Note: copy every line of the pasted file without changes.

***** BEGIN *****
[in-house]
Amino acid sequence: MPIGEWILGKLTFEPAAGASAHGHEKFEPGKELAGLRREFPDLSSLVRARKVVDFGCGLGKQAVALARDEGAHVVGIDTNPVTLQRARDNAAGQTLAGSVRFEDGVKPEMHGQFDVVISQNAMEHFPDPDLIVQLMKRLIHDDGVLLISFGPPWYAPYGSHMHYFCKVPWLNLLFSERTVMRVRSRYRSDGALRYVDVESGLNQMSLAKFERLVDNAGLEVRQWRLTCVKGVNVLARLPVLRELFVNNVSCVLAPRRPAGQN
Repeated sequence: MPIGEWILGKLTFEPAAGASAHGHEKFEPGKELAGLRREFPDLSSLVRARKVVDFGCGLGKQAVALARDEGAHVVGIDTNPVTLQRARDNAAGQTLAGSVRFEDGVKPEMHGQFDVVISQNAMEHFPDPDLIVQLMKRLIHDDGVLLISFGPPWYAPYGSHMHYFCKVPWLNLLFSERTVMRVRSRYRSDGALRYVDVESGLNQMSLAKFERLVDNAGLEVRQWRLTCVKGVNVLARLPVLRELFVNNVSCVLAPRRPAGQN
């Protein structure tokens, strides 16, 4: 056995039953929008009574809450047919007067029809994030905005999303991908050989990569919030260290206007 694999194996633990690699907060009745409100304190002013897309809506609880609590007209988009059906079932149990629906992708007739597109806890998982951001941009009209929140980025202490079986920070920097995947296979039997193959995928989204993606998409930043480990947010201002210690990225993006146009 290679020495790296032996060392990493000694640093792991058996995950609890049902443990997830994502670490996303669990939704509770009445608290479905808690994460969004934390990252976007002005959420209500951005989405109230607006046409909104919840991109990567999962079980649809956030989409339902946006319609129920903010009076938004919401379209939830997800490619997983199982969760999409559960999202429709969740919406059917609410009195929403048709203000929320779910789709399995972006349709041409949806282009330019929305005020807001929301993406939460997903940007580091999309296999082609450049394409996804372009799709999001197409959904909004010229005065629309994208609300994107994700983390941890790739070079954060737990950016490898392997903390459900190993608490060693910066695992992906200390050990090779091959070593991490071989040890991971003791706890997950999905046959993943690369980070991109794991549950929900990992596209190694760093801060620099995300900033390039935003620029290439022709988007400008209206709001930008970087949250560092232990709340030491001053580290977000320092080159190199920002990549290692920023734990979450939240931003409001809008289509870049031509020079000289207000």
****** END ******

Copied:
[in-house]
Amino acid sequence: MPIGEWILGKLTFEPAAGASAHGHEKFEPGKELAGLRREFPDLSSLVRARKVVDFGCGLGKQAVALARDEGAHVVGIDTNPVTLQRARDNAAGQTLAGSVRFEDGVKPEMHGQFDVVISQNAMEHFPDPDLIVQLMKRLIHDDGVLLISFGPPWYAPYGSHMHYFCKVPWLNLLFSERTVMRVRSRYRSDGALRYVDVESGLNQMSLAKFERLVDNAGLEVRQWRLTCVKGVNVLARLPVLRELFVNNVSCVLAPRRPAGQN
Repeated sequence: MPIGEWILGKLTFEPAAGASAHGHEKFEPGKELAGLRREFPDLSSLVRARKVVDFGCGLGKQAVALARDEGAHVVGIDTNPVTLQRARDNAAGQTLAGSVRFEDGVKPEMHGQFDVVISQNAMEHFPDPDLIVQLMKRLIHDDGVLLISFGPPWYAPYGSHMHYFCKVPWLNLLFSERTVMRVRSRYRSDGALRYVDVESGLNQMSLAKFERLVDNAGLEVRQWRLTCVKGVNVLARLPVLRELFVNNVSCVLAPRRPAGQN
């Protein structure tokens, strides 16, 4: 056995039953929008009574809450047919007067029809994030905005999303991908050989990569919030260290206007 694999194996633990690699907060009745409100304190002013897309809506609880609590007209988009059906079932149990629906992708007739597109806890998982951001941009009209929140980025202490079986920070920097995947296979039997193959995928989204993606998409930043480990947010201002210690990225993006146009 290679020495790296032996060392990493000694640093792991058996995950609890049902443990997830994502670490996303669990939704509770009445608290479905808690994460969004934390990252976007002005959420209500951005989405109230607006046409909104919840991109990567999962079980649809956030989409339902946006319609129920903010009076938004919401379209939830997800490619997983199982969760999409559960999202429709969740919406059917609410009195929403048709203000929320779910789709399995972006349709041409949806282009330019929305005020807001929301993406939460997903940007580091999309296999082609450049394409996804372009799709999001197409959904909004010229005065629309994208609300994107994700983390941890790739070079954060737990950016490898392997903390459900190993608490060693910066695992992906200390050990090779091959070593991490071989040890991971003791706890997950999905046959993943690369980070991109794991549950929900990992596209190694760093801060620099995300900033390039935003620029290439022709988007400008209206709001930008970087949250560092232990709340030491001053580290977000320092080159190199920002990549290692920023734990979450939240931003409001809008289509870049031509020079000289207000």